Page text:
30 Funny And Confusing Pics Posted By The “Images That Require More Context” Twitter Page (New Pics)
A picture can really be worth a thousand words. But sometimes, they're "written" in a foreign language.
As you might've learned from our previous article on 'Images That Require More Context', there's a reason why people should provide captions for the photos they post online. If there isn't one, the rest of us might have more questions than answers.
"Why is that duck riding the subway?" "Did it pay for a ticket?" "How does the bird know when to get off?" "Can it read?" And so on.
But in case you missed the memo, let's take another look at what the Twitter account has been posting lately.
(Spoiler alert, it continues to stay true to its name.)
More info: Twitter
If you feel uneasy when browsing these pictures, don't worry. There's nothing wrong with you. In fact, Dr. Clay Routledge, who is a social psychologist and professor of Psychology at North Dakota State University, points out that we humans need meaning. So whenever there is a lack of it — as it seems with many of these images — we're triggered.
"According to terror management theory, a prominent theory in social psychology, humans are like all other animals in that we strive to survive. Our bodies consist of systems that work to keep us alive. And as conscious beings, we deliberately engage in efforts to avoid death. We are motivated to live. However, unlike other animals, humans are intelligent enough to realize that death is certain. That is, we are uniquely aware of our mortal nature. We understand that despite our best efforts to stay alive, death is inevitable," Routledge writes in Scientific American.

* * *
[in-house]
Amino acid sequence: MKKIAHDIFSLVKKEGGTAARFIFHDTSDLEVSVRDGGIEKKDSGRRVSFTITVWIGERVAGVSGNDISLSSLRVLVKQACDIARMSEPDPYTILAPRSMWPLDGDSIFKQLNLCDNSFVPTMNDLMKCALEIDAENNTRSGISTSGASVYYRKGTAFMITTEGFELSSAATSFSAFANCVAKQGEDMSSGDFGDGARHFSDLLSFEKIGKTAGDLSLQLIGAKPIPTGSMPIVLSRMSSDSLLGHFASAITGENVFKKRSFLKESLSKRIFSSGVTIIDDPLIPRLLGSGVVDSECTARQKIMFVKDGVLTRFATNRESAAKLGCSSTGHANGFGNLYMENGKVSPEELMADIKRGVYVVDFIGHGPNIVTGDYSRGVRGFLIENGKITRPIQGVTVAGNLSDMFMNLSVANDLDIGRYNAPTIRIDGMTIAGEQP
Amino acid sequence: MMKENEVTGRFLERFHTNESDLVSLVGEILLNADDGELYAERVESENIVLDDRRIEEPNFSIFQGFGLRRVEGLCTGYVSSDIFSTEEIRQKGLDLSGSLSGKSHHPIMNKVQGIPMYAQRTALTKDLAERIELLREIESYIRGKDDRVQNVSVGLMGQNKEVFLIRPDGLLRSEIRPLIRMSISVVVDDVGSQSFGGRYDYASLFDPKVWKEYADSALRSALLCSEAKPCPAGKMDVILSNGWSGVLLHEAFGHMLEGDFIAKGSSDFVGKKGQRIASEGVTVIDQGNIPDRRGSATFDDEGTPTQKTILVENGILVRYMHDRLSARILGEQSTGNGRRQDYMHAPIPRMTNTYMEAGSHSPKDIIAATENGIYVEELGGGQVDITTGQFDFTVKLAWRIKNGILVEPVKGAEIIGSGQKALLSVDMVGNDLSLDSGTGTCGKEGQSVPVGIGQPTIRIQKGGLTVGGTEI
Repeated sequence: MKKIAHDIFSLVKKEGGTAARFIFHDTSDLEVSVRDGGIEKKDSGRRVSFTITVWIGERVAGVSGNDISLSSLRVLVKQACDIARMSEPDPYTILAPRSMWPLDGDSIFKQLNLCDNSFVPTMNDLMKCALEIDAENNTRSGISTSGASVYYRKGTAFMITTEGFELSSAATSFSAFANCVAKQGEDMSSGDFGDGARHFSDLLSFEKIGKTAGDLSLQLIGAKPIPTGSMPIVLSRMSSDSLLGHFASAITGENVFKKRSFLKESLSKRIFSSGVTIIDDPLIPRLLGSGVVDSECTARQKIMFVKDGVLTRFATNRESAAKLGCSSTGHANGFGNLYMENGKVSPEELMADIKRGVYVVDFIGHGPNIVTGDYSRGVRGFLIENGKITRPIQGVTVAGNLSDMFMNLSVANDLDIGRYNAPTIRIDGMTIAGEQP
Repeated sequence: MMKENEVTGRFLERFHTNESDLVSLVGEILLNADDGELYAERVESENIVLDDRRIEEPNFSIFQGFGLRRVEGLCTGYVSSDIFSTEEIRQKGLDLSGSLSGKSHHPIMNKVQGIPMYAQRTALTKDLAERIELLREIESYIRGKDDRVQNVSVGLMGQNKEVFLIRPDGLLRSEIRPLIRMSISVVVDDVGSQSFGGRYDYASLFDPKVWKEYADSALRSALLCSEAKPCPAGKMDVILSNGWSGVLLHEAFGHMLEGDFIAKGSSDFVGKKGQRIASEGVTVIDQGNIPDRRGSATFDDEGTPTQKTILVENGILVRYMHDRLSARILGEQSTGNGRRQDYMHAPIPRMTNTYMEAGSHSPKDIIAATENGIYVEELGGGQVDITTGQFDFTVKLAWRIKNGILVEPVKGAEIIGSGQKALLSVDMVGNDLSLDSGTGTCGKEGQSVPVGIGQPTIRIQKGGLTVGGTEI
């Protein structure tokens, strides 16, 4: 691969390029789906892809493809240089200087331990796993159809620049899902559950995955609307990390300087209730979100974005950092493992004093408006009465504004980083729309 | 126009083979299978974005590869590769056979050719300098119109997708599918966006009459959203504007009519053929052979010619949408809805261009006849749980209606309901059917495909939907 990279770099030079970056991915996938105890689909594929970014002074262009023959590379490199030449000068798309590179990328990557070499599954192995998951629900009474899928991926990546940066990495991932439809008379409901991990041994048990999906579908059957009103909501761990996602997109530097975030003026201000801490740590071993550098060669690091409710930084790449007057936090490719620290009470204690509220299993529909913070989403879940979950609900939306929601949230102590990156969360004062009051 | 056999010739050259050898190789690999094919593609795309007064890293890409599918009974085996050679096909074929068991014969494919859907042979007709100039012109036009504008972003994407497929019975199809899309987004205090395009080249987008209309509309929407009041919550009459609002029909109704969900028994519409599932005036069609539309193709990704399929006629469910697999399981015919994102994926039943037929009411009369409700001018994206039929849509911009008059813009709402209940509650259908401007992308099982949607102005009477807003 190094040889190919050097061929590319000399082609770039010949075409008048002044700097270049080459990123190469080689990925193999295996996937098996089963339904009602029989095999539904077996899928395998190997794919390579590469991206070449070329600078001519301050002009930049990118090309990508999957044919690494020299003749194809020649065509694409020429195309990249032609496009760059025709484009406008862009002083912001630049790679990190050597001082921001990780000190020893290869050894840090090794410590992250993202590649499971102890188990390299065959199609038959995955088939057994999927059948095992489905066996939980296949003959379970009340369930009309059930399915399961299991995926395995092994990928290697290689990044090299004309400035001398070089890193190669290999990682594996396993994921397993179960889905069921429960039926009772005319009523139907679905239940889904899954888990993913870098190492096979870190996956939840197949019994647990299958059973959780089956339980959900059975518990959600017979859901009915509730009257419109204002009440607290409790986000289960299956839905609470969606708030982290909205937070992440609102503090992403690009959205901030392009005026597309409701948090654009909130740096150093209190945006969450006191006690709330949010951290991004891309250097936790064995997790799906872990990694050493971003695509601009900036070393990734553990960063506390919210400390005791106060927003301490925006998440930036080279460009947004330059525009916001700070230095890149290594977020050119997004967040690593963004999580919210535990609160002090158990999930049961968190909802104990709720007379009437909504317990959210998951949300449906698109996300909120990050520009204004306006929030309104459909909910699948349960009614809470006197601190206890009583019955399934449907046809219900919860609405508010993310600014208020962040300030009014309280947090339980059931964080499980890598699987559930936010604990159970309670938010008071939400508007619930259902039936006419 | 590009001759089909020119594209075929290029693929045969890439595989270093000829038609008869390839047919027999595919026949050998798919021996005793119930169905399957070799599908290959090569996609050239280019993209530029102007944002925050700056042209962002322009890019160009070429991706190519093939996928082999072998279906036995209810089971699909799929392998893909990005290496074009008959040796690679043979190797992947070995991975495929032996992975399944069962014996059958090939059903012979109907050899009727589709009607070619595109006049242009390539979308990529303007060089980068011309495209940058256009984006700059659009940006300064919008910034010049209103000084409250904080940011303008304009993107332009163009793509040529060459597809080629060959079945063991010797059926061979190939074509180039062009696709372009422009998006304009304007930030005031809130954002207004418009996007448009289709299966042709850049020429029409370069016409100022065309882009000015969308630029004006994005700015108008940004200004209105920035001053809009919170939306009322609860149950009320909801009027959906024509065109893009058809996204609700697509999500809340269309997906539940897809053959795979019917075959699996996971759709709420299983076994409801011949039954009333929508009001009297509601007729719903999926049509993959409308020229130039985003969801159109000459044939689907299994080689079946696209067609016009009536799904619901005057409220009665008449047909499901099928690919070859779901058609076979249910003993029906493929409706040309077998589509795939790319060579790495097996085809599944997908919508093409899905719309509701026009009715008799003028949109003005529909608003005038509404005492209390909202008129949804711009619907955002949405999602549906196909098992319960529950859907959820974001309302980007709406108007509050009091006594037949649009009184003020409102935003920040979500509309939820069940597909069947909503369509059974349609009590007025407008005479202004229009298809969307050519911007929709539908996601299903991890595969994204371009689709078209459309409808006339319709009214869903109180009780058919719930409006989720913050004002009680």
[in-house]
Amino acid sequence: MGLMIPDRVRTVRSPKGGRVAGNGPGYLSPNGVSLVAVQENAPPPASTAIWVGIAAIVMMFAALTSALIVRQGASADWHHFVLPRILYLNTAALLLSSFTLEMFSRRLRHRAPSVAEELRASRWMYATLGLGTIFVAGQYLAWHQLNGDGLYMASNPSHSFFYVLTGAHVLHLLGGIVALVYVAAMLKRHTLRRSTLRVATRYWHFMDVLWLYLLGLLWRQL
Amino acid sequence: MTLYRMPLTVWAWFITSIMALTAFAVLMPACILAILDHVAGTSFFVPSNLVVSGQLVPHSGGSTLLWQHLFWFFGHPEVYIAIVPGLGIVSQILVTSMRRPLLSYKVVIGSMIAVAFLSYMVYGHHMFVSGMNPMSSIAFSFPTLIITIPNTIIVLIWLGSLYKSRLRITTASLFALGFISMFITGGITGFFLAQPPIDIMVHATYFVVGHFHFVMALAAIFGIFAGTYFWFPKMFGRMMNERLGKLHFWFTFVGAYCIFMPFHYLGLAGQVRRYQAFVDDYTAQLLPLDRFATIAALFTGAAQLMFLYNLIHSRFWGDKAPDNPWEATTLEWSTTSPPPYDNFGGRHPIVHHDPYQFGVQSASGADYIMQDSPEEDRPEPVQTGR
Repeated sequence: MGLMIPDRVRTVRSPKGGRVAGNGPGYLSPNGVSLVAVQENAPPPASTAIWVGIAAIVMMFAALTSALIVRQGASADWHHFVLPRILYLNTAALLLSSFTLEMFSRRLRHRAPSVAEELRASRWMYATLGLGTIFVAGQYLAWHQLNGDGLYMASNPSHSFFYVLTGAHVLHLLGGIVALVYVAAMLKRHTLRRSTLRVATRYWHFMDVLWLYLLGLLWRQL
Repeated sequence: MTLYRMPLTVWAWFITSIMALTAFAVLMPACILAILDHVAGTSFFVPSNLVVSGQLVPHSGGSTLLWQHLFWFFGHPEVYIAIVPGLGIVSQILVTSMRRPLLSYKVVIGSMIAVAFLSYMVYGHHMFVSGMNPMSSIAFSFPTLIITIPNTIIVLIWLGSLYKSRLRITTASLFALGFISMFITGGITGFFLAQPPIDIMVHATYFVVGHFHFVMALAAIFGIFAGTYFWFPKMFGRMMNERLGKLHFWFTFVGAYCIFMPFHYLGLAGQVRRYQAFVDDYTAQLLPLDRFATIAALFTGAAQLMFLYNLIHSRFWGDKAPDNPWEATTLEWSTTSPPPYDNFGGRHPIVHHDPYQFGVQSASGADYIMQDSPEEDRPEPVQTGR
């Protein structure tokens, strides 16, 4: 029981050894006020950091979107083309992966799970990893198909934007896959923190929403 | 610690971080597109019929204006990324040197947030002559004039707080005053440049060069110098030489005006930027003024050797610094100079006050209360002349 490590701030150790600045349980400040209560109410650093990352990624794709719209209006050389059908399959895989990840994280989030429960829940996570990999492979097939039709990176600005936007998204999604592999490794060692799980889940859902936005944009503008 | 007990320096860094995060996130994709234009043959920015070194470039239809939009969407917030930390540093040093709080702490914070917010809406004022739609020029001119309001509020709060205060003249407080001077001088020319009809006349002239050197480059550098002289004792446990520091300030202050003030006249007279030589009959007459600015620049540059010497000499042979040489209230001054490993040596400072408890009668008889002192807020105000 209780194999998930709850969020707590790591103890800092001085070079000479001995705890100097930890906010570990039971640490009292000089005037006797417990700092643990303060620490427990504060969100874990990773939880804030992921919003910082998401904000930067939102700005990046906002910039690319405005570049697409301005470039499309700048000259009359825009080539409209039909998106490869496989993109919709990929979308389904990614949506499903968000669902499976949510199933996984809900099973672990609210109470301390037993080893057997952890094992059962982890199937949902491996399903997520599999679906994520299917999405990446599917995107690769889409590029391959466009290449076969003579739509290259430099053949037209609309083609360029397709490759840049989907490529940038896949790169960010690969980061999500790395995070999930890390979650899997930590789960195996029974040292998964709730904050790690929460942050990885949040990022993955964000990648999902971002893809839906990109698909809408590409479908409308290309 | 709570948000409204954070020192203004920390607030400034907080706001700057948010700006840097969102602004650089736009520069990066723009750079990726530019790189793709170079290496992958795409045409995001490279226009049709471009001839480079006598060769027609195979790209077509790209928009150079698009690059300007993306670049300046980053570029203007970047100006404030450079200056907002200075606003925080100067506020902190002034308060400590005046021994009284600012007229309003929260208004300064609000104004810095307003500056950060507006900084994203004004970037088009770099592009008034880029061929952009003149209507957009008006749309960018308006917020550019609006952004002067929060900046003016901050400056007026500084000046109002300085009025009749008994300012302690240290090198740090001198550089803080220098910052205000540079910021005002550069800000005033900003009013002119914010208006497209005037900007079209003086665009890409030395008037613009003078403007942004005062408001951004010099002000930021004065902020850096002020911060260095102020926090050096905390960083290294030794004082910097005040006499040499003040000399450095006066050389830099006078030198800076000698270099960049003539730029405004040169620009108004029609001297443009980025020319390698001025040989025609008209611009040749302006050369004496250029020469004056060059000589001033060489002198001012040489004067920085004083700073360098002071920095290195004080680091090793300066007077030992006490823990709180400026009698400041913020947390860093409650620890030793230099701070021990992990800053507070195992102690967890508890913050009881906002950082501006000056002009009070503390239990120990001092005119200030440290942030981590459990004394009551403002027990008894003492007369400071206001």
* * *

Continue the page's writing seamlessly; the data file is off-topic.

Terror management theory asserts that this juxtaposition of a desire to live and an awareness of death can cause a significant amount of anxiety, and that humans need to manage this terror in some way if we want to keep functioning.
"We would not be a very productive species if we lived our lives in constant fear of death. Thus, according to the theory, people seek out a sense of enduring meaning that makes them feel more than mortal," Routledge explains.
To put it simply, we know our lives are brief and so we try to be part of something that transcends biological existence. "This sense of death-transcendence can come from having children, creating works that will leave a lasting legacy, investing in a group or organization that outlasts the lives of any individual member, and so on," the social psychologist says.
Naturally, spirituality is a particularly powerful meaning-making tool as most religious beliefs explicitly afford humans with an afterlife.
"Research supports terror management theory," Routledge highlights. "Specifically, studies find that when people are exposed to stimuli that remind them of their mortality, they exhibit increased investment in the social and cultural identities that provide meaning and perceptions of death-transcendence."
For instance, if someone actively contemplates mortality, it increases their desire to have children, level of patriotism, religious faith, and commitment to romantic partners.
"In short, heightening the awareness of death heightens efforts to find and preserve transcendent meaning"
Similarly, Routledge says that meaning mitigates the threat of death awareness. In fact, studies show that having people think about death increases their fear of it, but this effect is only observed among those who do not perceive their lives as meaningful.
"People who have meaning are not as terrified about the fact that they are mortal," Routledge says.
Research suggests that the realization that life is finite is the driving force for our efforts to feel that our lives are purposeful and meaningful.
People want to be more than mere mortal beings who, at some point in time, disappear forever. To feel meaningful is to feel like you've made a lasting mark, and that your contribution will endure.
I know it's a stretch, but maybe, just maybe, viewing seemingly random pictures with no apparent reason behind them somehow challenges our notion of a greater purpose? But maybe that's just maybe. Maybe you're completely unfazed by this list.
Research indicates that people who report having a strong sense of meaning in life are better able to cope with mentally and physically taxing experiences.
"Meaning can give people the inner strength they need to overcome many of life’s hurdles. Meaning motivates. It makes people want to productively move forward in life," Routledge says.
I don't want to sound overdramatic, but I hope you found your meaning. If not, let's keep searching. Whether it's a dumb image on the internet or something bigger.